[0049] It will further be appreciated that the illustrated shapes of the handle 102 and brush portion 104 are merely exemplary in nature and the handle 102 and/or neck 106 can be formed to have any number of shapes. The shapes of the handle 102 and the neck 106 may be of an aesthetic and/or ergonomic design such that the toothbrush 100 may be easily and comfortably gripped and manipulated by the user. The handle 102 may include slightly recessed finger sections 118 a, 118 b that are formed on opposite sides of the handle 102. One recessed finger section 118 a may be designed to generally accommodate a thumb of one hand and other recessed finger sections 118 b may be designed to generally accommodate one or more other fingers of the same hand, thereby assist the user in proper placement and secure grip of the toothbrush 100 in the user's hand. One or more of the recessed finger sections 118 may include ribs or other types of roughened surfaces to further assist gripping by the user. Such surfaces having acceptable frictional characteristics, e.g., rubber, are generally known in the art.

[0050] The toothbrush 100 according to the various embodiments disclosed herein can be made from any number of materials that are suitable for use in oral care products. For example, many of the components that are included in the toothbrush 100 are preferably formed from plastic materials. Accordingly, the handle 102, brush section 104 and/or head 120 may be molded from polyolefins such as polypropylenes and polyethylenes, polyamids such as nylons, and polyesters such as polyethylene terephthalate. Other suitable materials include polymethylmetllacrylate, styrene acroylonitrate and cellulose esters, for example cellulose propionate, and other materials known in the art.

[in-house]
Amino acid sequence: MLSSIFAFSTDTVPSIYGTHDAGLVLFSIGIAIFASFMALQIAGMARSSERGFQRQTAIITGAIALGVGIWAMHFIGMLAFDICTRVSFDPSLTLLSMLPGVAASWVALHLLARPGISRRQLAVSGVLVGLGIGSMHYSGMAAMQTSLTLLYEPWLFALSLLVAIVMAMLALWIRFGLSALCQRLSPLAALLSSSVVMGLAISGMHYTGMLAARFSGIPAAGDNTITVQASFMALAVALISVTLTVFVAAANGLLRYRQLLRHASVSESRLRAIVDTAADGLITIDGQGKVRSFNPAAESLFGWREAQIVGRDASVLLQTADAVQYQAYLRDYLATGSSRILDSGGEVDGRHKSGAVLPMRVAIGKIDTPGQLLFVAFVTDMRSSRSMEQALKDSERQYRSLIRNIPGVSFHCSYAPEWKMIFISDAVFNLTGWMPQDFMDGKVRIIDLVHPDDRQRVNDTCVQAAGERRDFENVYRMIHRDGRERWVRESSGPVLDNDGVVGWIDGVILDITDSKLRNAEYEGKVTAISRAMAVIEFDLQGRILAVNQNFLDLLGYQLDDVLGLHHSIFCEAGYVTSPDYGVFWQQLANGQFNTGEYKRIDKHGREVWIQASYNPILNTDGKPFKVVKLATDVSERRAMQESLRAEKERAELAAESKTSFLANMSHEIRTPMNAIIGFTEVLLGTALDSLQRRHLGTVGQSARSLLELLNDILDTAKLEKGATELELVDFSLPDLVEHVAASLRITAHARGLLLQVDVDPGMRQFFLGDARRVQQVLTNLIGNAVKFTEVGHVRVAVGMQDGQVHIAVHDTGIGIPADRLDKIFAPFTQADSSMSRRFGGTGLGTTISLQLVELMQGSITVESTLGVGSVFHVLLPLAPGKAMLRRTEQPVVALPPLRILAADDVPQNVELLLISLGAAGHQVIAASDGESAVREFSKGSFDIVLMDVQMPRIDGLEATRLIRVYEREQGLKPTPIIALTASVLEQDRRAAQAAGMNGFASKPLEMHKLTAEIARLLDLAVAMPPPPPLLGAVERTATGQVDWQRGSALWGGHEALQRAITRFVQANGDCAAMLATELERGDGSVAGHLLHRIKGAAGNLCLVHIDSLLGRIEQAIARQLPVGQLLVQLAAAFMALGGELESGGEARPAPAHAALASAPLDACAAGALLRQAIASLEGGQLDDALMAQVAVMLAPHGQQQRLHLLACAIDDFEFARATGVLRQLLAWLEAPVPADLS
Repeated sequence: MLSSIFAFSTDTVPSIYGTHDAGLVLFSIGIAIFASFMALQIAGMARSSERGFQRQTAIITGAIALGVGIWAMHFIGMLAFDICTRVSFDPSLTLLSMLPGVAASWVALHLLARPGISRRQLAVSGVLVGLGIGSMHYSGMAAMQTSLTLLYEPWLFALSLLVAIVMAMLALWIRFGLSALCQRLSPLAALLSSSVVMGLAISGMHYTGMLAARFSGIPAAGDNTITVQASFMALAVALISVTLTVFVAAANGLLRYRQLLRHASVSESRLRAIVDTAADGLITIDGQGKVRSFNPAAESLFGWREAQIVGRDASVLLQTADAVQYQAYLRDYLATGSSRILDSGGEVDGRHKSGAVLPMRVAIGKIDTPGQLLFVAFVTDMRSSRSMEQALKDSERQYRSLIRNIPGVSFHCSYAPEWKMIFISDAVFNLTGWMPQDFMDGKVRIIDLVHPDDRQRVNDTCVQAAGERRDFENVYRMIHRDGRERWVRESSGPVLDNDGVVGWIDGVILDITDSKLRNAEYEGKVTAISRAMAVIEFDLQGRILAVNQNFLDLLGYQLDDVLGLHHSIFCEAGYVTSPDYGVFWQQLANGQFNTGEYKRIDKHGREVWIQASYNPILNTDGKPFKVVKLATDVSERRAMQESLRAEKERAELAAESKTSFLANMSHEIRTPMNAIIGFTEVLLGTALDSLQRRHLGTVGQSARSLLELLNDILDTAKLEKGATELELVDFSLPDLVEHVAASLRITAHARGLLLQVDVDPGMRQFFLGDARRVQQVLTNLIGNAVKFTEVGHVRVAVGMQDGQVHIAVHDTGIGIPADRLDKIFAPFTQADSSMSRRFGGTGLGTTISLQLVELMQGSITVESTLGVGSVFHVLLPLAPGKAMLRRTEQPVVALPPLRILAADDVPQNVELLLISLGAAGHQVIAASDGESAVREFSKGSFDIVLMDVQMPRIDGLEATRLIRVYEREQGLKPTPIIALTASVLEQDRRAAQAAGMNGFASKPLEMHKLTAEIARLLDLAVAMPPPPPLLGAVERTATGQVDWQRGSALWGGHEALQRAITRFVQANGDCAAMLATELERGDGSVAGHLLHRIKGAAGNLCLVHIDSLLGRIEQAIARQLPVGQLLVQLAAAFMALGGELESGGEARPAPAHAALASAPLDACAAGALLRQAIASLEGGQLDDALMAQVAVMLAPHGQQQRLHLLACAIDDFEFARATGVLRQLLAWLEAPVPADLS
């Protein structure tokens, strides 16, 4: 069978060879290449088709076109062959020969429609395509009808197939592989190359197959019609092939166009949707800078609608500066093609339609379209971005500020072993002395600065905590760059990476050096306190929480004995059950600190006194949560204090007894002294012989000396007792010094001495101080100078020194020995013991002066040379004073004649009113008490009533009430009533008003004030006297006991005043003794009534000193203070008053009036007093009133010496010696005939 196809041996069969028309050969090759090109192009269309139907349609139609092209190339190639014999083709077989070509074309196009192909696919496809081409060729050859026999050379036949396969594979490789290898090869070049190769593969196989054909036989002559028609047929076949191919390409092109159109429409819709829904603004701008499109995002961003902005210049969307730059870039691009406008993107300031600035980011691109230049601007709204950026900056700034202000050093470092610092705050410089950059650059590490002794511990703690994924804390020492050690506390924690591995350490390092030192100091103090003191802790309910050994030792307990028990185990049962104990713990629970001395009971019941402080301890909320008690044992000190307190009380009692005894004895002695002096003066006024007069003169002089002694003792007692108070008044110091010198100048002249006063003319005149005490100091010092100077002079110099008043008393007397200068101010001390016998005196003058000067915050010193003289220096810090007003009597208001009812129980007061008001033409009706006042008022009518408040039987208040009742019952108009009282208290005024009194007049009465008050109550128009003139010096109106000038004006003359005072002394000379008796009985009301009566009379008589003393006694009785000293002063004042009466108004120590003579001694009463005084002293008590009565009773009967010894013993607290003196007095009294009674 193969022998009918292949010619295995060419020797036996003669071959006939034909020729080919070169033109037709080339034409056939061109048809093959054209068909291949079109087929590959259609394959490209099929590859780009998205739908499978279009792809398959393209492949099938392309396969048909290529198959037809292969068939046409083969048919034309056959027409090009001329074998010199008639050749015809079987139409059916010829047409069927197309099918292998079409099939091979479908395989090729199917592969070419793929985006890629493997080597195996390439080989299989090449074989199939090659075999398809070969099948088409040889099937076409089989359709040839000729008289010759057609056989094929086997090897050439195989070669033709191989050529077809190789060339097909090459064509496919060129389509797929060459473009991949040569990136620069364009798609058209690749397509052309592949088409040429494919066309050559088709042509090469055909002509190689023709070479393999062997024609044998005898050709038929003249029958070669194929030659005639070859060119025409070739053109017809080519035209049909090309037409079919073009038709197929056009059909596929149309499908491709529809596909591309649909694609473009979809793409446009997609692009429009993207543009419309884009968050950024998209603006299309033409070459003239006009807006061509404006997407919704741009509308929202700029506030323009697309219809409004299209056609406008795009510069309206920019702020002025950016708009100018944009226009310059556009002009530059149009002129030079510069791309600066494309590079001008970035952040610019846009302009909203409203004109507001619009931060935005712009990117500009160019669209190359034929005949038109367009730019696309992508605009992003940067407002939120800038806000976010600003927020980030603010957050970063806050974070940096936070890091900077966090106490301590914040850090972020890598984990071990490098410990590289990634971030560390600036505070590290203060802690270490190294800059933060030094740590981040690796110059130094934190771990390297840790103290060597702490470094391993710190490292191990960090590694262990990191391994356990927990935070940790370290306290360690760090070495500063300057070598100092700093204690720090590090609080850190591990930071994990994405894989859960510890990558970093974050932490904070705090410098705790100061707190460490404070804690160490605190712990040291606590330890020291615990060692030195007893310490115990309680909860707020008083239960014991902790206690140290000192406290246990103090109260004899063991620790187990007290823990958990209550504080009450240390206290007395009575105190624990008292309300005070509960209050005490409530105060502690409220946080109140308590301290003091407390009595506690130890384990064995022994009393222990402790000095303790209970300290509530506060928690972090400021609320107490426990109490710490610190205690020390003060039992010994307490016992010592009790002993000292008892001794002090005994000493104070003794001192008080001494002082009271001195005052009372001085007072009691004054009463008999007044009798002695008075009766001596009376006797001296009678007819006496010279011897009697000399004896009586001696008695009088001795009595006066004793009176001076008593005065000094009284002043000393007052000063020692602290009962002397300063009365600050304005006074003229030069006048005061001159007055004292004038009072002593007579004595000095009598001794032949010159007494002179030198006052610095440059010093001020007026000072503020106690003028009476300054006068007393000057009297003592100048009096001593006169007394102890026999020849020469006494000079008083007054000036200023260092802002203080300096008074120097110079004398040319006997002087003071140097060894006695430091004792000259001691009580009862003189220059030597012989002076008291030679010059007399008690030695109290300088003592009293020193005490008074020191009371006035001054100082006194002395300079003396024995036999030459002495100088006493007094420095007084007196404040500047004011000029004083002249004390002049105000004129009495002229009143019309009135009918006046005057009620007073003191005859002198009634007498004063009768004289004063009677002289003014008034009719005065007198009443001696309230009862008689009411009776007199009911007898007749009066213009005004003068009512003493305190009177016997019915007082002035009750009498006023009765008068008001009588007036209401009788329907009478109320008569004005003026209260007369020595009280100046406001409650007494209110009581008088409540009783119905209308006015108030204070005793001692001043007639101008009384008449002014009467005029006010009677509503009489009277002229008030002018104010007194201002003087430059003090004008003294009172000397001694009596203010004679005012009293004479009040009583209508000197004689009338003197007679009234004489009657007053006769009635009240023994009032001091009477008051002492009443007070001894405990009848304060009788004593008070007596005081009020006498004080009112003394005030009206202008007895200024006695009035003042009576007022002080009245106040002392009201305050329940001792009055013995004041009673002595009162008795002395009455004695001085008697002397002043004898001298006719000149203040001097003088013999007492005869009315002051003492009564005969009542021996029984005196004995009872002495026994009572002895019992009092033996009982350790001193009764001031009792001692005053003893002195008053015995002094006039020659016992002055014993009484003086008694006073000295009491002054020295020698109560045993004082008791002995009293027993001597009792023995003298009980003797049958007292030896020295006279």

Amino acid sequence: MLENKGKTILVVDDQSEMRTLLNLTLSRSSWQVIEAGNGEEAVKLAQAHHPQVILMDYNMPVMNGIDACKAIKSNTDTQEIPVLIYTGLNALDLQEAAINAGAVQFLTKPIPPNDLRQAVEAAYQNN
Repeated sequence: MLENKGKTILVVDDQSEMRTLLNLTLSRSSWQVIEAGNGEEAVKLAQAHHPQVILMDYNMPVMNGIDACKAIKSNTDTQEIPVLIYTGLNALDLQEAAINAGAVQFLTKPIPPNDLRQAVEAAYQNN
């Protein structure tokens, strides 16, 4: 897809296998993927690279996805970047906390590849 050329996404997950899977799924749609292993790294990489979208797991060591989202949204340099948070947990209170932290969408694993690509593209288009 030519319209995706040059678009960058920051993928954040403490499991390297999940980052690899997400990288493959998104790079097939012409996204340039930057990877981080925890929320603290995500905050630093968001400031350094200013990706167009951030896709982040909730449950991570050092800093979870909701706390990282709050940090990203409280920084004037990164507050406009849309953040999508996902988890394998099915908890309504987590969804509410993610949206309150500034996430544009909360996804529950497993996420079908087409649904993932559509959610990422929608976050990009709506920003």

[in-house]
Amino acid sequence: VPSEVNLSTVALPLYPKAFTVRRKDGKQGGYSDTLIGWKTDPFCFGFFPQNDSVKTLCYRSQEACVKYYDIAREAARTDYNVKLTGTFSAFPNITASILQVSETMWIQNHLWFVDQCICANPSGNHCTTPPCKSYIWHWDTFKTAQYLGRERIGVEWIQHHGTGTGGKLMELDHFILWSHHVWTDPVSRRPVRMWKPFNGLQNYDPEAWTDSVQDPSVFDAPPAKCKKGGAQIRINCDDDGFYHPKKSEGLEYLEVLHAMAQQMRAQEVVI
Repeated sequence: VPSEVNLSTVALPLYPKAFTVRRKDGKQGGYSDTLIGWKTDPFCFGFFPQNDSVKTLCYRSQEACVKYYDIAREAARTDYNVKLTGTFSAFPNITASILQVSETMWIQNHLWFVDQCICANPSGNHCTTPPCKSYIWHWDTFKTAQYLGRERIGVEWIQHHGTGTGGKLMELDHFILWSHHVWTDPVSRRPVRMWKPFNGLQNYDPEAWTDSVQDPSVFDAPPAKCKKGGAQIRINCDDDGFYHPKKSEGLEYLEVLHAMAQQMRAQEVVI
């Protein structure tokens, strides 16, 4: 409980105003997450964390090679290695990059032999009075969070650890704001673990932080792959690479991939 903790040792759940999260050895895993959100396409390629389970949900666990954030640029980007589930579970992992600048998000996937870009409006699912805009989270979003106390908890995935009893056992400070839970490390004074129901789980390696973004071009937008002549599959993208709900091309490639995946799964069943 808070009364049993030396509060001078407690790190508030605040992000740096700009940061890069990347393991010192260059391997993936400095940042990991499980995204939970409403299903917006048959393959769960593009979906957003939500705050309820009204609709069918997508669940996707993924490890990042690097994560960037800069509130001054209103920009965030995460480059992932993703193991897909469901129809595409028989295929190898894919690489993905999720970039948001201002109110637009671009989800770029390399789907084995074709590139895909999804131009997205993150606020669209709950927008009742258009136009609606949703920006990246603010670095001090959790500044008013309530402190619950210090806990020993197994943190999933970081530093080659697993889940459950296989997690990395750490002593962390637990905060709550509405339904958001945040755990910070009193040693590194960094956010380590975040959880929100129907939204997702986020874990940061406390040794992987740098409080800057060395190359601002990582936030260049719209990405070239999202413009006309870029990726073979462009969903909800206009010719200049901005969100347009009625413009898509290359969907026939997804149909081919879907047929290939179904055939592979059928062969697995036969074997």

[0051] The head 120 of the toothbrush 100 includes a head base 160 that at least partially defines an inner compartment 121 of the head 120. The head base 160 may be configured so that the distal end of the toothbrush 100 has a generally rounded shape for the comfort of the user during brushing.

[0052] The head 120 also includes a first movable bristle carrier 180, which in a preferred embodiment is located at or near the distal end of the head 120. Alternatively, the first bristle carrier 180 may be located at any location on the head 120.

[0053] The first bristle carrier 180 is preferably configured such that it may be at least partially rotatable around an axis. In such embodiments, the first bristle carrier 180 may move in an oscillating or vibrating rotational manner. For example, the first bristle carrier may have an identical or similar construction to the bristle holder 12 illustrated in FIGS. 1A-1C. In such embodiments, the first movable bristle carrier 180 may be a circular disk. It will be appreciated that the first movable bristle carrier 180 is not limited to having a disk shape and may have any number of different shapes, e.g., oval, regular or irregular shapes, so long as the first bristle carrier 180 may oscillate in a rotational or vibrating manner.

[0054] The first bristle carrier 180 preferably includes a first plurality of bristles 185 coupled to and extending generally outwardly from the first bristle carrier 180. As used herein, the term “bristle” or “bristles” includes any type of structure that is suitable for providing oral health benefits (e.g., tooth cleaning, tooth polishing, tooth whitening, massaging, stimulating, etc.) during contact with surfaces of the teeth and gums. The bristles 185 preferably have a degree of flexibility so as to bend during brushing thus allowing the bristles 185 to conform to the surface and contours of the teeth and gums, thereby increasing bristle contact with the teeth and gum for improved effectiveness.